Feudist Randolph McCoy was born in Logan County on October 30, 1825. He married his cousin, whose father gave the couple a small farm in neighboring Pike County, Kentucky. There, they raised 13 children.
Some date McCoy’s hatred of “Devil Anse” Hatfield to the Civil War. The beginning of the Hatfield-McCoy feud, though, is generally considered 1878, when McCoy accused Devil Anse’s cousin Floyd Hatfield of stealing a hog. McCoy lost the case after his own relative testified against him. From then on, McCoy’s anger mounted—so much so that he rejected his own daughter, Rose Anna, when she fell in love with Devil Anse’s son, Johnse Hatfield.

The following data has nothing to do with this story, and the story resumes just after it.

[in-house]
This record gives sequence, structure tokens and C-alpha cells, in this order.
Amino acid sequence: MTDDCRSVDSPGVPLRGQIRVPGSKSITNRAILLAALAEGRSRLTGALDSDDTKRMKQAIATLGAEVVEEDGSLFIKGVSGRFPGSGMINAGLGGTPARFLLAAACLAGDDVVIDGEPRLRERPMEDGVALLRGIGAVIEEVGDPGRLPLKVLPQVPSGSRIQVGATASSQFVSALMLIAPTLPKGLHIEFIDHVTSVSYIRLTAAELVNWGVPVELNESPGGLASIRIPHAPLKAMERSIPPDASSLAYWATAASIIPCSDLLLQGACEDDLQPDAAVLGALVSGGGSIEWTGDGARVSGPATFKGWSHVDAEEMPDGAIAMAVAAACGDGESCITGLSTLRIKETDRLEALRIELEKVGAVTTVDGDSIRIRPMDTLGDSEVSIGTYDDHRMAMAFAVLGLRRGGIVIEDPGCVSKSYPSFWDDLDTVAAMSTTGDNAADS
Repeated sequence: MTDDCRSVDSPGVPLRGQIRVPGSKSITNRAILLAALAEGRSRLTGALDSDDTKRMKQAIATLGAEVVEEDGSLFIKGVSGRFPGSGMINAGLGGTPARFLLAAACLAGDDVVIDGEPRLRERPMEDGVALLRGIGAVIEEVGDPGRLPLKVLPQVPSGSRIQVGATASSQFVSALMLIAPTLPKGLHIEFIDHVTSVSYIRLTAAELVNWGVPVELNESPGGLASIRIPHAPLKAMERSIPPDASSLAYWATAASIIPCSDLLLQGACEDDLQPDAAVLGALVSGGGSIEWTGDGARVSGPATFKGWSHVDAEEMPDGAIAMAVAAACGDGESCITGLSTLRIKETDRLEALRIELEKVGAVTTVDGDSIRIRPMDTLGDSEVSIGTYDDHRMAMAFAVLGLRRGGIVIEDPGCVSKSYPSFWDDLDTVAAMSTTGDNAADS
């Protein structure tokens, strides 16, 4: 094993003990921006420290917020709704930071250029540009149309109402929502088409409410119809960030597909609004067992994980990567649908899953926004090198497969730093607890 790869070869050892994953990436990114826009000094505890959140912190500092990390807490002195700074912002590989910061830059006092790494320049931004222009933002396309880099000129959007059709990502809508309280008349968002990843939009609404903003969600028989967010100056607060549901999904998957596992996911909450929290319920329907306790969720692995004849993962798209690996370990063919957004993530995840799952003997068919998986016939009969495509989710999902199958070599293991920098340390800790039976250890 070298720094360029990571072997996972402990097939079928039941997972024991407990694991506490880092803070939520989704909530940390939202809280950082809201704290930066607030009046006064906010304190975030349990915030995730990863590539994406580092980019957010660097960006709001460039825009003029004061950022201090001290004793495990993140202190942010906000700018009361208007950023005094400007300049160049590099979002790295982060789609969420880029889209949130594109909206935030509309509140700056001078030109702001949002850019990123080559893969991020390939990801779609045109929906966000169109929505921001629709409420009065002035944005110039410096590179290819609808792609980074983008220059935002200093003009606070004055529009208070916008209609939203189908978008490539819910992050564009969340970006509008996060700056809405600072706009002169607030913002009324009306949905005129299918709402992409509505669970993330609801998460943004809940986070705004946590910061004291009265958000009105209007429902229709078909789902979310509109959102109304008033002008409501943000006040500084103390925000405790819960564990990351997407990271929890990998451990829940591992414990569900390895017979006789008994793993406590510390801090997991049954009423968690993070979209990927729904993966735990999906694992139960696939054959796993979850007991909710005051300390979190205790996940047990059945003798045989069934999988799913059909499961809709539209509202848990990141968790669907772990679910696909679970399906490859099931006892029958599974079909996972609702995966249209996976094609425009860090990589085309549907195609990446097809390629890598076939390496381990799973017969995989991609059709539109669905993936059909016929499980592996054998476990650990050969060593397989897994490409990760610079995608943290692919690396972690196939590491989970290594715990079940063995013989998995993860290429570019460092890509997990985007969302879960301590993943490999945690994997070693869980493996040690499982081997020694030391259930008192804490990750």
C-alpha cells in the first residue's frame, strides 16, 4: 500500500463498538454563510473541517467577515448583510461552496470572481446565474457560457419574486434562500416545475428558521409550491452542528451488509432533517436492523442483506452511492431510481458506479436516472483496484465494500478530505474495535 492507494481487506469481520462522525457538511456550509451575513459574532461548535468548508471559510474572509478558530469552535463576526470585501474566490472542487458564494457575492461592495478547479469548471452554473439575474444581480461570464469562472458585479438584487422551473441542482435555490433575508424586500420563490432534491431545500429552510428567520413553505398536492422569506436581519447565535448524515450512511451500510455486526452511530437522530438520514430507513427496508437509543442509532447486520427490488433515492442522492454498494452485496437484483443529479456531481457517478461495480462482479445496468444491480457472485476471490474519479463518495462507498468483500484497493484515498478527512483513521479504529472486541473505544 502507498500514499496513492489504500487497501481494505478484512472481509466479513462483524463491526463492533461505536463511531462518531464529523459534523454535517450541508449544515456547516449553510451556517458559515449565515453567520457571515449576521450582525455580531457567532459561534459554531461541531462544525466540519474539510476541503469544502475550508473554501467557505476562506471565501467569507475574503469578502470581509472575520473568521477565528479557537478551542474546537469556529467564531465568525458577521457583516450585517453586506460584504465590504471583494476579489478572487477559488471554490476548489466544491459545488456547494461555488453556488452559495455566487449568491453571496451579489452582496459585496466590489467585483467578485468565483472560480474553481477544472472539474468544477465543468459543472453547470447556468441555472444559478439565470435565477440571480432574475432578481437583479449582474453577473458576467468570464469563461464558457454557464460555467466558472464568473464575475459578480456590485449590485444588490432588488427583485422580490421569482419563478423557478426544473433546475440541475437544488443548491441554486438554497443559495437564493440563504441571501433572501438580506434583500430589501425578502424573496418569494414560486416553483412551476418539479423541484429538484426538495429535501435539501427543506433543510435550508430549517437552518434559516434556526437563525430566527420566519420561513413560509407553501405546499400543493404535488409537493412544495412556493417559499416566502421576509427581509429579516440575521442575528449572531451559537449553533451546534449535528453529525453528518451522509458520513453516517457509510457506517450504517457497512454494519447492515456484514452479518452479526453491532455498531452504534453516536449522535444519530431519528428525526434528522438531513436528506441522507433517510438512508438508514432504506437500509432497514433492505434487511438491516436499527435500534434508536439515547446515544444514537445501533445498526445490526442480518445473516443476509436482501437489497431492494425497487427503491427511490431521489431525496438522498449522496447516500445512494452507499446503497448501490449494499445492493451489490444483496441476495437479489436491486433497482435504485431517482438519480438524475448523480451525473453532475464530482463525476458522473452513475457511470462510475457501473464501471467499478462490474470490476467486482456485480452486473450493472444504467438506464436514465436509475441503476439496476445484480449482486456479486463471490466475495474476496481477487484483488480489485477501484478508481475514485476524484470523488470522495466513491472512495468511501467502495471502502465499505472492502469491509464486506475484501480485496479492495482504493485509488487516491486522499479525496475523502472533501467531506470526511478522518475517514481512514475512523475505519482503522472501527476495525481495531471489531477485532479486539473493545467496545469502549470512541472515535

In 1882, three of McCoy’s sons killed Devil Anse’s brother Ellison in a drunken election day brawl. The Hatfields took revenge by executing the three McCoy boys. On New Year’s Day 1888, the Hatfields attacked and burned the McCoy home, killing two more of McCoy’s children and bludgeoning his wife.
Defeated, McCoy lost interest in the feud, moved to Pikeville, and became an embittered man.
Randolph McCoy died tragically in 1914 at age 88 while tending a cook fire.